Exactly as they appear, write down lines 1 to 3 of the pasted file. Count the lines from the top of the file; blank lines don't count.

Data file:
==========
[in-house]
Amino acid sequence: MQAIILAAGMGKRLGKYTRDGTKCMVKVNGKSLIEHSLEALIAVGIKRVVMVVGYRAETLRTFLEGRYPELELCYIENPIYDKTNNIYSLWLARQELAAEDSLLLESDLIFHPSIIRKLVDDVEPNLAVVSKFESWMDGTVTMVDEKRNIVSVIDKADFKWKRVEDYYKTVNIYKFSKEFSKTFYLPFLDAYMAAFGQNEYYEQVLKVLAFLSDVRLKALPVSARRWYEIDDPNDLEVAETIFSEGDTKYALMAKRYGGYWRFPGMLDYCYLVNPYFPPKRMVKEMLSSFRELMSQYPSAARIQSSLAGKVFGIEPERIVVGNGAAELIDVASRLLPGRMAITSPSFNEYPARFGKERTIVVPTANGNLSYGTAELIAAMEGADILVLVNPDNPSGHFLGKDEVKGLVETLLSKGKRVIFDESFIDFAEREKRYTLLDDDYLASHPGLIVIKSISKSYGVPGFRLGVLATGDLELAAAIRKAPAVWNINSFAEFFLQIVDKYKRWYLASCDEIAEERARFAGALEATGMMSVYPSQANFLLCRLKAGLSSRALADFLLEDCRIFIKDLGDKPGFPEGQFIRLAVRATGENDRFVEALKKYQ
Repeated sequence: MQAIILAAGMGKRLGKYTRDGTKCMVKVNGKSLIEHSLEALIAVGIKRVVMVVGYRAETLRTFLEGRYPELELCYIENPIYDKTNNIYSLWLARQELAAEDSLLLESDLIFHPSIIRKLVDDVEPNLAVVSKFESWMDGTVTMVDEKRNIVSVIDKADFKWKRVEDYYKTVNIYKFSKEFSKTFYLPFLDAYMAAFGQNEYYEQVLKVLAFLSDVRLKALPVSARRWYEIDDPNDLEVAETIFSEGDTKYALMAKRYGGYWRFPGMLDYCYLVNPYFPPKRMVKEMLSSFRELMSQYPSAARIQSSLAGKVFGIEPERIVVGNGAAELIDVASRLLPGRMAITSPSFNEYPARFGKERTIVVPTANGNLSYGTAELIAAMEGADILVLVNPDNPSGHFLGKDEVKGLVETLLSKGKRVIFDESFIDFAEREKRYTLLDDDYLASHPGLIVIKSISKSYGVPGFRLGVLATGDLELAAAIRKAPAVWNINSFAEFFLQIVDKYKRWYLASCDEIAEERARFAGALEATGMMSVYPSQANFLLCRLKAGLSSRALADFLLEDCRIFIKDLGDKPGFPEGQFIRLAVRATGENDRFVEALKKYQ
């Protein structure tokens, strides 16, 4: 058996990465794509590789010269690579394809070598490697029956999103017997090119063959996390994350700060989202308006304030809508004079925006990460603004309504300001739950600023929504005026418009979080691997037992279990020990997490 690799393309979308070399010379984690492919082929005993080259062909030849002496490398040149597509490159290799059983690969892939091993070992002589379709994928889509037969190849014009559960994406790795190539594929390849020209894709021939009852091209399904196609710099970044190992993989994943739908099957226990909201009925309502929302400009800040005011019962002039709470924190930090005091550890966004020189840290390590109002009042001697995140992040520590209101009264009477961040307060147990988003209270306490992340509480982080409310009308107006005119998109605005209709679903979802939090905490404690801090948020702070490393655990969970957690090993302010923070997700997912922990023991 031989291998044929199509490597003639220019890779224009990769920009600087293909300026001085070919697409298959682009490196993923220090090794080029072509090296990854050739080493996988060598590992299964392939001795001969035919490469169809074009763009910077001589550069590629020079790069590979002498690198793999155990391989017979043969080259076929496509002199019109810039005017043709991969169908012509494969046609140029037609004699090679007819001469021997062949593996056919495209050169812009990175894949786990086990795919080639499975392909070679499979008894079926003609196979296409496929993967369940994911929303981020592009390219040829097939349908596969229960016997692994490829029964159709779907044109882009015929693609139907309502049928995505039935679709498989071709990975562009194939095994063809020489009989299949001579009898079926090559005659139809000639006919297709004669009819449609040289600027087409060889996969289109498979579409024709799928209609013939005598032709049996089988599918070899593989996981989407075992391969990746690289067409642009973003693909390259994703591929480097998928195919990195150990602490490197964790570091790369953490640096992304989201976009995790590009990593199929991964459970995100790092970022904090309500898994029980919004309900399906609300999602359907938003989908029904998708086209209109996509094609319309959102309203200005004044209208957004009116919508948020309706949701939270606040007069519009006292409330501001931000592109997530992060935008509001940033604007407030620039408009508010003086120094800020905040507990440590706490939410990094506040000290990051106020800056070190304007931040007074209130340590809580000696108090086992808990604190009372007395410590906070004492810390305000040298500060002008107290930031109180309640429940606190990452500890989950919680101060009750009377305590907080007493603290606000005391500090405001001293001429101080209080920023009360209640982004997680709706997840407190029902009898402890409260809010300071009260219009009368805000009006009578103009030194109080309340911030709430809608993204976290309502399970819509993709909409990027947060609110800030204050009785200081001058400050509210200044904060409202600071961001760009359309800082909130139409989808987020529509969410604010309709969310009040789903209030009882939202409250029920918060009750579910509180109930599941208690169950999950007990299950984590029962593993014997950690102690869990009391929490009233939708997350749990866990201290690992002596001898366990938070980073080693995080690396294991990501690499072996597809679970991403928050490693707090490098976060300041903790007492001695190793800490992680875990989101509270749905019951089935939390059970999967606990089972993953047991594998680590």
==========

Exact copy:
[in-house]
Amino acid sequence: MQAIILAAGMGKRLGKYTRDGTKCMVKVNGKSLIEHSLEALIAVGIKRVVMVVGYRAETLRTFLEGRYPELELCYIENPIYDKTNNIYSLWLARQELAAEDSLLLESDLIFHPSIIRKLVDDVEPNLAVVSKFESWMDGTVTMVDEKRNIVSVIDKADFKWKRVEDYYKTVNIYKFSKEFSKTFYLPFLDAYMAAFGQNEYYEQVLKVLAFLSDVRLKALPVSARRWYEIDDPNDLEVAETIFSEGDTKYALMAKRYGGYWRFPGMLDYCYLVNPYFPPKRMVKEMLSSFRELMSQYPSAARIQSSLAGKVFGIEPERIVVGNGAAELIDVASRLLPGRMAITSPSFNEYPARFGKERTIVVPTANGNLSYGTAELIAAMEGADILVLVNPDNPSGHFLGKDEVKGLVETLLSKGKRVIFDESFIDFAEREKRYTLLDDDYLASHPGLIVIKSISKSYGVPGFRLGVLATGDLELAAAIRKAPAVWNINSFAEFFLQIVDKYKRWYLASCDEIAEERARFAGALEATGMMSVYPSQANFLLCRLKAGLSSRALADFLLEDCRIFIKDLGDKPGFPEGQFIRLAVRATGENDRFVEALKKYQ
Repeated sequence: MQAIILAAGMGKRLGKYTRDGTKCMVKVNGKSLIEHSLEALIAVGIKRVVMVVGYRAETLRTFLEGRYPELELCYIENPIYDKTNNIYSLWLARQELAAEDSLLLESDLIFHPSIIRKLVDDVEPNLAVVSKFESWMDGTVTMVDEKRNIVSVIDKADFKWKRVEDYYKTVNIYKFSKEFSKTFYLPFLDAYMAAFGQNEYYEQVLKVLAFLSDVRLKALPVSARRWYEIDDPNDLEVAETIFSEGDTKYALMAKRYGGYWRFPGMLDYCYLVNPYFPPKRMVKEMLSSFRELMSQYPSAARIQSSLAGKVFGIEPERIVVGNGAAELIDVASRLLPGRMAITSPSFNEYPARFGKERTIVVPTANGNLSYGTAELIAAMEGADILVLVNPDNPSGHFLGKDEVKGLVETLLSKGKRVIFDESFIDFAEREKRYTLLDDDYLASHPGLIVIKSISKSYGVPGFRLGVLATGDLELAAAIRKAPAVWNINSFAEFFLQIVDKYKRWYLASCDEIAEERARFAGALEATGMMSVYPSQANFLLCRLKAGLSSRALADFLLEDCRIFIKDLGDKPGFPEGQFIRLAVRATGENDRFVEALKKYQ